Whatever capacity I thought I possessed to see – or to unveil – the happiness of life has vanished in an instant! In the throes of a so-called common cold I have by comparison discovered that being ill takes the fun out of everything. More significantly it would appear that my alleged talent if any was nothing more than my particular mode of expression; and that the substance of happiness isn’t at all my skill to reveal it. In fact it merely comes with the territory – namely, feel good, see good!
The more depressing realization is that the birds, the bees and the trees are nowhere near sensible when one is ill. One may as well regard a grey pool of water as pretend to see anything stimulating of any accord in anything. Everything is turned on its head when one is ill. It is only that I have today partially recovered my well-being that I have any inclination at all for the wonder of life. If ever there were a case against the mind-body dichotomy this is it! From what I have seen during the past several days during my illness, the nexus of the two is impossible to split. Astonishingly the thrill of poetry and imagination is likewise inseparable from the mind that houses the influence. Take one down, the other goes down with it!
To my credit I have lately responded to my erstwhile habits and yearnings – in particular bicycling and swimming both of which I thankfully succeeded to do today. Had I not I am certain I would have gone stir-crazy. After only one day yesterday confining myself to the apartment, sleeping on and off throughout the afternoon – but hopelessly throughout the night – searching and searching for some indicia of utility and productivity in an otherwise useless and unproductive day, I resolved with Olympic determination this morning that I wasn’t about to endure another day like it. Initially my projection on my bicycle into the world of metaphors was far less than enthralling. For one thing it was uncommonly cool this morning and I questioned at the outset whether I should return to the apartment to put on another layer of cotton beneath my pullover. If nothing else I was concerned I might reactivate whatever malady I was on the cusp of surviving. Nonetheless I pushed onward with the undiminished metric of Ravel’s Bolero. I was not about to dilute the process.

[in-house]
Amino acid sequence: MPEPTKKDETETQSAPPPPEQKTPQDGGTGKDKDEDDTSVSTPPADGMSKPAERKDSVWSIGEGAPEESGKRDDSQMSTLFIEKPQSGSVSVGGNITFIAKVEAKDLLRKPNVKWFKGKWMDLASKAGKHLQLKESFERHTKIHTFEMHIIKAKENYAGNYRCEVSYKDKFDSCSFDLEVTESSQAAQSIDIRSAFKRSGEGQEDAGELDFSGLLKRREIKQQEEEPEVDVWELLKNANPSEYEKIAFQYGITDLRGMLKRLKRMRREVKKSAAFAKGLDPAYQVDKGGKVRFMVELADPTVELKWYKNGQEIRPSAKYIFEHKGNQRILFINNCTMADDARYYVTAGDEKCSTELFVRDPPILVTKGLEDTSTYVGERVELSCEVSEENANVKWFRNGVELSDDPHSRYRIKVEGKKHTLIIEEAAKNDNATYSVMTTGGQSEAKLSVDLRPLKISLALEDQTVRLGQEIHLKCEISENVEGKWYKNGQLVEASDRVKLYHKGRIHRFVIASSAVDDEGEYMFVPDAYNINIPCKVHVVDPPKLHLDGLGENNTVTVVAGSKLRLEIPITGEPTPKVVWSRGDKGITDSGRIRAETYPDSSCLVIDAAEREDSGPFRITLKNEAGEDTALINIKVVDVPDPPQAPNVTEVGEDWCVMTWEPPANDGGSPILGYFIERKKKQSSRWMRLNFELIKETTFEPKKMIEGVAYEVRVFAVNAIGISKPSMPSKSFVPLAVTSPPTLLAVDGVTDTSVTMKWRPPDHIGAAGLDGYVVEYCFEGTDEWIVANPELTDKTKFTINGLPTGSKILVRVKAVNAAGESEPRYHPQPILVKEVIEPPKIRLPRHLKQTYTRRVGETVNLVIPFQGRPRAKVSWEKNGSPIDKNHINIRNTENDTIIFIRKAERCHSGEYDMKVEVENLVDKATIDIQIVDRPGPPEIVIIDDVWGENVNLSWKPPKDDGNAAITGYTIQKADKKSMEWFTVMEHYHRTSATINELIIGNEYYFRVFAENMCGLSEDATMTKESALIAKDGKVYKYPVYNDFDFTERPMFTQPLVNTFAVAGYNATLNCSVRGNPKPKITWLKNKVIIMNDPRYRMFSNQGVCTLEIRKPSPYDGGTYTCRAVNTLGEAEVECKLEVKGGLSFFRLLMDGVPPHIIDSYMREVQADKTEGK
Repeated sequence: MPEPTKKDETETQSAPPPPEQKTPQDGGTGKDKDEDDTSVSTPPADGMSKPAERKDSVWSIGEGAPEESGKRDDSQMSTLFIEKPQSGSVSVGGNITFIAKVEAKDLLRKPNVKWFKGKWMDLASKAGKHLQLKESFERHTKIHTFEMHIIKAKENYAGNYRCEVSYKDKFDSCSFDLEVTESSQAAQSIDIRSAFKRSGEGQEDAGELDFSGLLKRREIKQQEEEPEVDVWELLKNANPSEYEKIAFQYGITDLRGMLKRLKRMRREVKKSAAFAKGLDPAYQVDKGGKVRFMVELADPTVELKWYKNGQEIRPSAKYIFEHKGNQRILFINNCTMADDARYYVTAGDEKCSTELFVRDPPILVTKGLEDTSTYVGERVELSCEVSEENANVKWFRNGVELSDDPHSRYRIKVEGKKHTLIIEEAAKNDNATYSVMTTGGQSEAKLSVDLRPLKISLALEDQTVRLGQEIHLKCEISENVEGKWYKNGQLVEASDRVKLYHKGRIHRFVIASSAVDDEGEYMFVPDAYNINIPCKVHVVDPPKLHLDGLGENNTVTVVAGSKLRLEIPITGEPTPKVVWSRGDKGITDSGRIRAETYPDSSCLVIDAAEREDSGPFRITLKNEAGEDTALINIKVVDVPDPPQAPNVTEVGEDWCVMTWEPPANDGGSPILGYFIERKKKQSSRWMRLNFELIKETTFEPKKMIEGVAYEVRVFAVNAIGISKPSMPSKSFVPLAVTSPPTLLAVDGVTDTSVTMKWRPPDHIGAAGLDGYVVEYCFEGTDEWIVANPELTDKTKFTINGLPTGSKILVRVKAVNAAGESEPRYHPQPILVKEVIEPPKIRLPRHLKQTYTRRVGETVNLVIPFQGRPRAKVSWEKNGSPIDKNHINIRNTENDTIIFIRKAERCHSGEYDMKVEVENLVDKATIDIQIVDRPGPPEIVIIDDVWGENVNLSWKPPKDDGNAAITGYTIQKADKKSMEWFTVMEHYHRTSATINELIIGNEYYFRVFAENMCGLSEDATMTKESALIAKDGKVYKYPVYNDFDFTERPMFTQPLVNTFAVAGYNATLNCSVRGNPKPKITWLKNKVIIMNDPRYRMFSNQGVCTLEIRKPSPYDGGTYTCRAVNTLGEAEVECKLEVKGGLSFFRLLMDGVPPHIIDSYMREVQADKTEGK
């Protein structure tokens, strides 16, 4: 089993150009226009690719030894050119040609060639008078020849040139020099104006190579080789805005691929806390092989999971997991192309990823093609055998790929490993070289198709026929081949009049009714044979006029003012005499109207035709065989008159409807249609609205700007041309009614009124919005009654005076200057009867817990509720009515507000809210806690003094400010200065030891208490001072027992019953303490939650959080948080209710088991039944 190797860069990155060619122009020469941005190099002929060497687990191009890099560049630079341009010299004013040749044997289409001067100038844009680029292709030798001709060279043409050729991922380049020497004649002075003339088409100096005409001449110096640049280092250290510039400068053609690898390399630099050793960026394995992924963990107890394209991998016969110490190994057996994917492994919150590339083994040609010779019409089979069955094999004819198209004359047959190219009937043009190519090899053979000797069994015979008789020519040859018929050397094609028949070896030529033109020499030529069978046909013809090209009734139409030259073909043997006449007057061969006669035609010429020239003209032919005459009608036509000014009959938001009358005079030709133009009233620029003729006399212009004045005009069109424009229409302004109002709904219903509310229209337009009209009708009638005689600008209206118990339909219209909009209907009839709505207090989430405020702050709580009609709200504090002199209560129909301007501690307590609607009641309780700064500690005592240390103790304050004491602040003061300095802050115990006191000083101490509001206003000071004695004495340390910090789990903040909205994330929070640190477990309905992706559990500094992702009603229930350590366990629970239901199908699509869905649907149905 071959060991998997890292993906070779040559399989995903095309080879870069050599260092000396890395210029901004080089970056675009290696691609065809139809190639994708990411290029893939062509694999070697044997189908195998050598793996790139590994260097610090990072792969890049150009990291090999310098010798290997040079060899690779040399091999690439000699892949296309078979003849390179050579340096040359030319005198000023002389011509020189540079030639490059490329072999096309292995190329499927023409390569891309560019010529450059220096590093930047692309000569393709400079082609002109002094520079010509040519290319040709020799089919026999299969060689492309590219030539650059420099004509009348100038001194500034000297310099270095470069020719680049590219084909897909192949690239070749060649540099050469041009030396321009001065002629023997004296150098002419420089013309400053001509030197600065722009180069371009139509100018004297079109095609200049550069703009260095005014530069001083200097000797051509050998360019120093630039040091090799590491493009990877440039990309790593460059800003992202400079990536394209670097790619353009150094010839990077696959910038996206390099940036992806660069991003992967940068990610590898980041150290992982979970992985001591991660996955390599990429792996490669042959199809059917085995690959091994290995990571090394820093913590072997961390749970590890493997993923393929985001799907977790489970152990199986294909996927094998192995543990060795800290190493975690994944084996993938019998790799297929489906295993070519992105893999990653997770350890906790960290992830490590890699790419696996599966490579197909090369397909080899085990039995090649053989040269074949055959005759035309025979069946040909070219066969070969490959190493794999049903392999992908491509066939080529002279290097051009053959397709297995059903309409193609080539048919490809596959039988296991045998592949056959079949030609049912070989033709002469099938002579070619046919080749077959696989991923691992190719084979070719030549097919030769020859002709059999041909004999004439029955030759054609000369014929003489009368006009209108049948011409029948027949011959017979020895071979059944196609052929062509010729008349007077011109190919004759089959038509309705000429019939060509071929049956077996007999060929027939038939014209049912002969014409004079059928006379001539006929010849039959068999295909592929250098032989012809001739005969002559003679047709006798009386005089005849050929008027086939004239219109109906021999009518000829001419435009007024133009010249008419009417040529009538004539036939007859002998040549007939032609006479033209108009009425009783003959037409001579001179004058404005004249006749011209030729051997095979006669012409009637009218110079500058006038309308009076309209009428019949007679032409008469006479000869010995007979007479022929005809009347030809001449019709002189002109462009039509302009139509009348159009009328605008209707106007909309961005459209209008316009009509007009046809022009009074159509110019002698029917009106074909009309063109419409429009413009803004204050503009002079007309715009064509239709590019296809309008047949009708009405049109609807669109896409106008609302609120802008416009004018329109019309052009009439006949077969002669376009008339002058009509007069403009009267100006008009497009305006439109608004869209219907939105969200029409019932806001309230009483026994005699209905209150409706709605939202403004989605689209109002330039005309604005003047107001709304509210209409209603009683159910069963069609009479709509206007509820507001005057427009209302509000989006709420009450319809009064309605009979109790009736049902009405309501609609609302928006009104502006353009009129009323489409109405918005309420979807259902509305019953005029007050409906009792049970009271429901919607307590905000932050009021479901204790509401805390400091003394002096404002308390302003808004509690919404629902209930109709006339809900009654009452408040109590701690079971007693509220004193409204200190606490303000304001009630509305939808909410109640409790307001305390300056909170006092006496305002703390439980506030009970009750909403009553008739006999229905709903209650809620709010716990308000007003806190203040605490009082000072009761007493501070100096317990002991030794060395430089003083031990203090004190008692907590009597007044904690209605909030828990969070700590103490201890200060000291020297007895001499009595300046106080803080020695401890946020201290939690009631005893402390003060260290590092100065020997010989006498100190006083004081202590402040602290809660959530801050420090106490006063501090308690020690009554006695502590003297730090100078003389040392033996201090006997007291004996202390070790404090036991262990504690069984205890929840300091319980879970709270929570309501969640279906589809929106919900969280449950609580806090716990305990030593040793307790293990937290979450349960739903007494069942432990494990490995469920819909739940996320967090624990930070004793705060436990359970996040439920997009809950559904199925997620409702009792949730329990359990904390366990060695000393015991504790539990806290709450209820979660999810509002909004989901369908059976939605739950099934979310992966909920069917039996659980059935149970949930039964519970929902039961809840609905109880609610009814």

One of the more disheartening corollaries of this contamination of life by illness is that it tranquillizers the fervour of absolutely everything! As a devout materialist I have been enabled for the majority of my life to satisfy myself with even the vulgar superfluity of things. When once this too is poisoned by the corporeal disorder it constitutes an egregious attack upon what I hitherto had the perception of disguising as mere side-play when in reality it appears to have been vastly more imperative.
Of more ethereal status I found too that G. K. Chesterton was lost on me this morning before I revitalized myself with exercise and by lounging in the afternoon sun at the pool. This is further evidence that the gusto is not within the wallpaper of one’s vernacular but within the very corpuscles of one’s body. Though it was charitably observed in Time magazine of Chesterton’s writing style: “Whenever possible Chesterton made his points with popular sayings, proverbs, allegories—first carefully turning them inside out.” the talent was however of no consequence without the lustre of health.
“There is no difficulty in finding good in what humanity rejects. The difficulty is to find it in what humanity accepts. The diamond is easy enough to find in the dust-bin. The difficulty is to find it in the drawing-room. ”
Excerpt From: Gilbert Keith Chesterton. “The Defendant.”